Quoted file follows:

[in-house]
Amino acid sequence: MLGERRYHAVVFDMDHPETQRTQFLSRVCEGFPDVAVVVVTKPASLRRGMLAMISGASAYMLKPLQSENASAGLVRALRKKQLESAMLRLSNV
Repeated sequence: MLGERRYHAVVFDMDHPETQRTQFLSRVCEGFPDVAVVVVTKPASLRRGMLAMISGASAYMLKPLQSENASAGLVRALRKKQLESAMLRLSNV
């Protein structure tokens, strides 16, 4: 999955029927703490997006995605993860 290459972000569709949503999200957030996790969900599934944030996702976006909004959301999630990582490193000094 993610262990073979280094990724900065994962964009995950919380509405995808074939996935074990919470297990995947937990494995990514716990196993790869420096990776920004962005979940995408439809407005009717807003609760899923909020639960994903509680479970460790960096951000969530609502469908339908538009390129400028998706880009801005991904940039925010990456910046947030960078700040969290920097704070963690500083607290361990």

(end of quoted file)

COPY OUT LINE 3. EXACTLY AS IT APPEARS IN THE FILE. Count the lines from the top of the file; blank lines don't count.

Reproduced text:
Repeated sequence: MLGERRYHAVVFDMDHPETQRTQFLSRVCEGFPDVAVVVVTKPASLRRGMLAMISGASAYMLKPLQSENASAGLVRALRKKQLESAMLRLSNV